by Rose Joby
Within a year of being elected to power, 40% of the same country that voted Donald Trump into Presidency, wants him impeached. They want him out, even as they try to puzzle out how on earth he got in. His victory in the Presidential Election of 2016 still seems to be shrouded in mystery to many, given his murky reputation in the media as a misogynist and a bigoted right wing rabble rouser. Let alone the common man, even the major polls and analysts had failed to predict his victory in the election leaving one to fathom over the credibility of these sources.
In contrast to popular beliefs that Trump’s victory was the culmination of numerous attributes, the harsh reality tends to be more complex than perceived. The root of Trump’s rise to popularity can be traced back to the fact that he simulated a platform that addressed the anxieties of the white working class voter. In fact, he preyed on the insecurities of the people and tended to address their common concerns by scapegoating the ‘outsiders’.
With regards to issues of employment, the economies of developing countries like India, China etc. which apparently gulped down vast amounts of capital by flaunting its abundant and cheap labour were labeled the ‘outsiders’. When he shifted the spotlight to terrorism and ideas of security, the ‘outsiders’ became the Muslims and the Mexicans, the “rapists” and “criminals”, on whom he proposed a blanket ban.
Trump’s success cannot be attributed to a sheer luck of the draw scenario nor can it be credited to Clinton’s blunders. Quite to the contrary, all of Trump’s manoeuvres can be boiled down to one word – ‘Fear’. Trump managed to succeed because he preyed on the fears of the people. Fear is a very powerful and a highly underestimated tool which has the capability to sway the hearts of the people. It was this ‘fear’ that has led to people being ostracized for centuries, be it the Jews or even the survivors of Guantanamo Bay, people whose lives were reduced to rubble within the blink of an eye.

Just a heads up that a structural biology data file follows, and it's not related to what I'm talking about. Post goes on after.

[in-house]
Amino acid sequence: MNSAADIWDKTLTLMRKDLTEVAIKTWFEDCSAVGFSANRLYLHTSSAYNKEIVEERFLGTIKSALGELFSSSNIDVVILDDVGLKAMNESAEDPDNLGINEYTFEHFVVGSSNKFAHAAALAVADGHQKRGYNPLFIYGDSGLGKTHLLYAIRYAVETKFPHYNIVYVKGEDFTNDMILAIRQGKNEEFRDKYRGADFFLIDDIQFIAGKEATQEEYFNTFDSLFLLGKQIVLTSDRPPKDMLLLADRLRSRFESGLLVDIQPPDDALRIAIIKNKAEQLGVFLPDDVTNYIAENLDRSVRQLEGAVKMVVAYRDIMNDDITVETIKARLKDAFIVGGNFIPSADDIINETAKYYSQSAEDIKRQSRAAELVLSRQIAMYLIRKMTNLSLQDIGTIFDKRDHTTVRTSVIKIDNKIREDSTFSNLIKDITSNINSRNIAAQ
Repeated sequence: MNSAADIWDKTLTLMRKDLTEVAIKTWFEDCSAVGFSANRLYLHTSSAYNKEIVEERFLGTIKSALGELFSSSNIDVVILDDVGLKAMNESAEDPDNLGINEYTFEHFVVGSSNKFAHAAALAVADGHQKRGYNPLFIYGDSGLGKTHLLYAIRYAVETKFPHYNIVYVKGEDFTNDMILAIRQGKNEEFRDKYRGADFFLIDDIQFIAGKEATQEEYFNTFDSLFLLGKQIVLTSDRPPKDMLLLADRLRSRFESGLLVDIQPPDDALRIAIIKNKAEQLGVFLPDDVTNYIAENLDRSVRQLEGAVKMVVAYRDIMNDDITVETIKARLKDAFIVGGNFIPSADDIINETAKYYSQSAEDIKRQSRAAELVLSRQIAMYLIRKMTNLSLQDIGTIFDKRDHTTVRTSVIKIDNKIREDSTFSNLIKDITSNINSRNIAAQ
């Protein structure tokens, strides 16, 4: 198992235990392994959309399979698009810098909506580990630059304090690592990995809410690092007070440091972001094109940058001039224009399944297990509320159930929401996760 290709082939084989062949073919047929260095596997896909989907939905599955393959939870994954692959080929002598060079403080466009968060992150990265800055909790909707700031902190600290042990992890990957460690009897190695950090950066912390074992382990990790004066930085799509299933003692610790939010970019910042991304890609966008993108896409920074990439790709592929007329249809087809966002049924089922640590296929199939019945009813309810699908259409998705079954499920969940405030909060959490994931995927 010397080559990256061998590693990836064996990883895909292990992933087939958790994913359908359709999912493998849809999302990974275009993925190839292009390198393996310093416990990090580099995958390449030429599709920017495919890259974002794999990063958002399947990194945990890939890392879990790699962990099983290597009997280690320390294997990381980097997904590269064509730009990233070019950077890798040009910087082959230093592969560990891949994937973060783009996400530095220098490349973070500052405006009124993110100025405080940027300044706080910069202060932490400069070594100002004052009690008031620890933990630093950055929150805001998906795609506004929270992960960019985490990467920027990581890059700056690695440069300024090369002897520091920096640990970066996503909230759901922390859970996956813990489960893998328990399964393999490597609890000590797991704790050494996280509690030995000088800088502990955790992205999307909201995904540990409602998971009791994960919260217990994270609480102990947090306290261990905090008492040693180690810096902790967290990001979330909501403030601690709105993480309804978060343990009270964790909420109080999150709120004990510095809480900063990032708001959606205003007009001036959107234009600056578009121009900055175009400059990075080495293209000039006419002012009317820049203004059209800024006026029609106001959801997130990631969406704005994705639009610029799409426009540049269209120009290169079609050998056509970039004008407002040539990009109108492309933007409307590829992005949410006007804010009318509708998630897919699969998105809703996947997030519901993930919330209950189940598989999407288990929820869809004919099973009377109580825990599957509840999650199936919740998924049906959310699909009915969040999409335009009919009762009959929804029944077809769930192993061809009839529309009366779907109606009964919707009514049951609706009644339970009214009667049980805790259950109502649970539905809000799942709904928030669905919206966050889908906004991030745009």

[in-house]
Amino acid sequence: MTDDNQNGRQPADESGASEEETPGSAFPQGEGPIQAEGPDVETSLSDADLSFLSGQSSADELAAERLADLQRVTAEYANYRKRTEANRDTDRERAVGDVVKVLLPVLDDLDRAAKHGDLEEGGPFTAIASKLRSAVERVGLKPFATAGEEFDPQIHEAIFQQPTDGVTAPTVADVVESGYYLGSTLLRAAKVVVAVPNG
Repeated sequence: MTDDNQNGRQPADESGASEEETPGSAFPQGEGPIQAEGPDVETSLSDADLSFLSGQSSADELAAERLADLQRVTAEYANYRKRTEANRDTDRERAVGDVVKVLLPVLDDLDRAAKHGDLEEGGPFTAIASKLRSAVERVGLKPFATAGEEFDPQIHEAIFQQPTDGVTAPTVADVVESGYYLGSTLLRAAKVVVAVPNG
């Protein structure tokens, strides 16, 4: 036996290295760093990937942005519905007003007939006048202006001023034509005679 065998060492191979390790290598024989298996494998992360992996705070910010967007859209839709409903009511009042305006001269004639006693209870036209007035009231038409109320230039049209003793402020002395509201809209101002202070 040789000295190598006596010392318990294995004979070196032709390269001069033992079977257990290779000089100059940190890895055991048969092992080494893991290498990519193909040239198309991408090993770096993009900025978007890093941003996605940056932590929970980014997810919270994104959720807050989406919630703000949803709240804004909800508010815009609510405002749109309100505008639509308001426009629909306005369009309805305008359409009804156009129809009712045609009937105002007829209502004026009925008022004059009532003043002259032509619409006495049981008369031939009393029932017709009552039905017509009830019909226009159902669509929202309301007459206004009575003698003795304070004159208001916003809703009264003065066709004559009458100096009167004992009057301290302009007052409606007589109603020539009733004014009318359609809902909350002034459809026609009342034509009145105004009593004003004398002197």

Trump’s deliberate tactics of manipulation were predicated on sowing the seeds of fear and suspicion amongst the people. He also promised to ‘Make America Great (read White) Again’ by masquerading as a flag bearer of change. His image as a successful businessman further solidified by shows like ‘The Apprentice’ helped to create a sense of credibility among the voters who felt they were in the presence of someone capable of delivering his promises. His appeal in the rust belt stands as a testament of the grieving unemployed who pinned all their hopes on him. However, Trump’s vote bank did not consist of the terrified out-of-work man in the Mid-West. Instead, it comprised of a considerable amount of the wealthy white people who were promised a break from higher tax rates. Hence, it does not come as a surprise to many that, the vast majority of people who openly criticise him, ardently vouch for him behind closed doors in order to avoid being criticized for empathising with his corrupt views.
Trump’s rise to power has been creating ripple effects with more and more countries paving the way for similar figures like Marine Le Pen and Norbert Hofer who are climbing the ladders of power under the disguise of populism. Condemn them or condone them, whatever your stance might be, underestimating the wave of right wing populism, which feeds on fear and encourages hatred, is no longer a luxury that the world can afford.
Rose Joby is a first year B.A. Economics student at Jindal School of Government and Public Policy.
Featured Image Source: CNBC